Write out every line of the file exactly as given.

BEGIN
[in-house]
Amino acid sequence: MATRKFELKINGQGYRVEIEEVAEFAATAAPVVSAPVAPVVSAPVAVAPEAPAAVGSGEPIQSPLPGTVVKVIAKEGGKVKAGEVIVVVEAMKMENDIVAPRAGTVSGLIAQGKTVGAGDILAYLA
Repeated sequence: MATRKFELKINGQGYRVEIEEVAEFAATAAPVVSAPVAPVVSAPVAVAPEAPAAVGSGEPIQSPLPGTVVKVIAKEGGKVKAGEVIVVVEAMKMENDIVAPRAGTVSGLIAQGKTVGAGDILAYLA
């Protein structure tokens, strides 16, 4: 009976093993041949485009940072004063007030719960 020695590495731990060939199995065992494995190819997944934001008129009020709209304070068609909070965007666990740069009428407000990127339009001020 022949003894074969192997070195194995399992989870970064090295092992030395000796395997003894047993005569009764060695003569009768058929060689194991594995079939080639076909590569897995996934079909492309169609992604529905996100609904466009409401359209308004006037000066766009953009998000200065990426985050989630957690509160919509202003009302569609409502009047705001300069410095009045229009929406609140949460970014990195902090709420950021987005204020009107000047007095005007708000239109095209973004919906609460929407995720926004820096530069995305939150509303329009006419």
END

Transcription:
[in-house]
Amino acid sequence: MATRKFELKINGQGYRVEIEEVAEFAATAAPVVSAPVAPVVSAPVAVAPEAPAAVGSGEPIQSPLPGTVVKVIAKEGGKVKAGEVIVVVEAMKMENDIVAPRAGTVSGLIAQGKTVGAGDILAYLA
Repeated sequence: MATRKFELKINGQGYRVEIEEVAEFAATAAPVVSAPVAPVVSAPVAVAPEAPAAVGSGEPIQSPLPGTVVKVIAKEGGKVKAGEVIVVVEAMKMENDIVAPRAGTVSGLIAQGKTVGAGDILAYLA
């Protein structure tokens, strides 16, 4: 009976093993041949485009940072004063007030719960 020695590495731990060939199995065992494995190819997944934001008129009020709209304070068609909070965007666990740069009428407000990127339009001020 022949003894074969192997070195194995399992989870970064090295092992030395000796395997003894047993005569009764060695003569009768058929060689194991594995079939080639076909590569897995996934079909492309169609992604529905996100609904466009409401359209308004006037000066766009953009998000200065990426985050989630957690509160919509202003009302569609409502009047705001300069410095009045229009929406609140949460970014990195902090709420950021987005204020009107000047007095005007708000239109095209973004919906609460929407995720926004820096530069995305939150509303329009006419």